Monday, 25 October 2010

In Praise of the Space Frame!

Is there any structure that quite shouts '1970s' more than the space frame? Under the influence of Rayner Banham and Buckminster Fuller, radical architects all over the UK suddenly turned away from concrete towards the joys of ball-joints and lattice work. lightweight and efficient, these structures also look dirt-cheap, and are magnets for dust and grime. No other structure manages to look quite so dowdy as the space frame. It's almost as if they were designed to evoke Benjamin's 'dirty and sad' reaction to iron & glass.

Warren Chalk (Archigram)

Cedric Price

Konrad Wachsmann

Essentially what killed the space frame as a vehicle for architectural expression was British High-Tech. Rather than the willful ugliness of Price or some of the Zoom architects, making a virtue of the rudimentary, Rogers & Foster fetishised the detail, and led us up to the current commercial glass aesthetic that we all know and hate. But wait! What's this?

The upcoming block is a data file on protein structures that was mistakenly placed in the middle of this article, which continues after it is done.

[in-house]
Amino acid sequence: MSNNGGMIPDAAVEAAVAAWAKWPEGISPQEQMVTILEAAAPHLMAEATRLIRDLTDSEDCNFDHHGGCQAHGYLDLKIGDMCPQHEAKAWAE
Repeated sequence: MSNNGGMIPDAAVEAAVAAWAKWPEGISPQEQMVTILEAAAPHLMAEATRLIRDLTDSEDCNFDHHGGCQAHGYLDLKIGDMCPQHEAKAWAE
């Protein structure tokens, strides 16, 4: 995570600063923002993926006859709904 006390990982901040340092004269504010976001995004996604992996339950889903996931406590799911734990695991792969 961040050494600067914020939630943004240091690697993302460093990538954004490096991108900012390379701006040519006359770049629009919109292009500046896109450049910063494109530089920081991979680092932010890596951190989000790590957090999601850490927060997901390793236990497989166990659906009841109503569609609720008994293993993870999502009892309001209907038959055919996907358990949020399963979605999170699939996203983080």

Is that really Zaha Hadid resurrecting the space frame? Is she subverting the patronage of her Azerbaijani clients by delivering them a dusty, dreary, dream-like interpretation of the old iron & glass palaces of melancholy?

Of course not. It's going to be entirely clad in an unspecific shiny white material, as ever.


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